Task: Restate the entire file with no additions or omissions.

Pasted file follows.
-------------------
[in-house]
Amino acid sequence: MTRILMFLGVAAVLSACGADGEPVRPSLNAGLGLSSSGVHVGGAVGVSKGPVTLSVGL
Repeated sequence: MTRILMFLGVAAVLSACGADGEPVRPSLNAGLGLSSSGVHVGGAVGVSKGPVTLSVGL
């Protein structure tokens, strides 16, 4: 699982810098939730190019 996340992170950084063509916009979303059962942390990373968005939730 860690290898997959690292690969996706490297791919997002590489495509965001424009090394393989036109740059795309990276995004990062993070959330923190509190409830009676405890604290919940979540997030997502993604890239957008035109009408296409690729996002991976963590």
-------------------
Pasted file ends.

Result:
[in-house]
Amino acid sequence: MTRILMFLGVAAVLSACGADGEPVRPSLNAGLGLSSSGVHVGGAVGVSKGPVTLSVGL
Repeated sequence: MTRILMFLGVAAVLSACGADGEPVRPSLNAGLGLSSSGVHVGGAVGVSKGPVTLSVGL
């Protein structure tokens, strides 16, 4: 699982810098939730190019 996340992170950084063509916009979303059962942390990373968005939730 860690290898997959690292690969996706490297791919997002590489495509965001424009090394393989036109740059795309990276995004990062993070959330923190509190409830009676405890604290919940979540997030997502993604890239957008035109009408296409690729996002991976963590």